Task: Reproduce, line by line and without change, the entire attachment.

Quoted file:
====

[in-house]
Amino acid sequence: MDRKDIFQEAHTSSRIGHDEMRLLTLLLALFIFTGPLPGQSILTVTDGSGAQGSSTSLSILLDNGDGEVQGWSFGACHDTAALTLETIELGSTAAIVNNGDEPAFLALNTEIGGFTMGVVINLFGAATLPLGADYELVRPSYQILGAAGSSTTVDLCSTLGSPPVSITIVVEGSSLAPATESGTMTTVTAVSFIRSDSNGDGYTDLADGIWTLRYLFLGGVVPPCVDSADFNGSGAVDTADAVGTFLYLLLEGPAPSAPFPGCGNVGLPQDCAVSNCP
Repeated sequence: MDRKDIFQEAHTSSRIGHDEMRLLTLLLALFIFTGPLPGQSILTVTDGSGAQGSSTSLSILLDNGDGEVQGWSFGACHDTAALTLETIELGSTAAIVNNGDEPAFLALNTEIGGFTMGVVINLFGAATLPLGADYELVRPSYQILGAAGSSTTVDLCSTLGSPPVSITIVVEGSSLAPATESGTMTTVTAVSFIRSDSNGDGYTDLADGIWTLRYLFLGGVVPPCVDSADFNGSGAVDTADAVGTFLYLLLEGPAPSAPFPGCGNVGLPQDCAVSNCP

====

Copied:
[in-house]
Amino acid sequence: MDRKDIFQEAHTSSRIGHDEMRLLTLLLALFIFTGPLPGQSILTVTDGSGAQGSSTSLSILLDNGDGEVQGWSFGACHDTAALTLETIELGSTAAIVNNGDEPAFLALNTEIGGFTMGVVINLFGAATLPLGADYELVRPSYQILGAAGSSTTVDLCSTLGSPPVSITIVVEGSSLAPATESGTMTTVTAVSFIRSDSNGDGYTDLADGIWTLRYLFLGGVVPPCVDSADFNGSGAVDTADAVGTFLYLLLEGPAPSAPFPGCGNVGLPQDCAVSNCP
Repeated sequence: MDRKDIFQEAHTSSRIGHDEMRLLTLLLALFIFTGPLPGQSILTVTDGSGAQGSSTSLSILLDNGDGEVQGWSFGACHDTAALTLETIELGSTAAIVNNGDEPAFLALNTEIGGFTMGVVINLFGAATLPLGADYELVRPSYQILGAAGSSTTVDLCSTLGSPPVSITIVVEGSSLAPATESGTMTTVTAVSFIRSDSNGDGYTDLADGIWTLRYLFLGGVVPPCVDSADFNGSGAVDTADAVGTFLYLLLEGPAPSAPFPGCGNVGLPQDCAVSNCP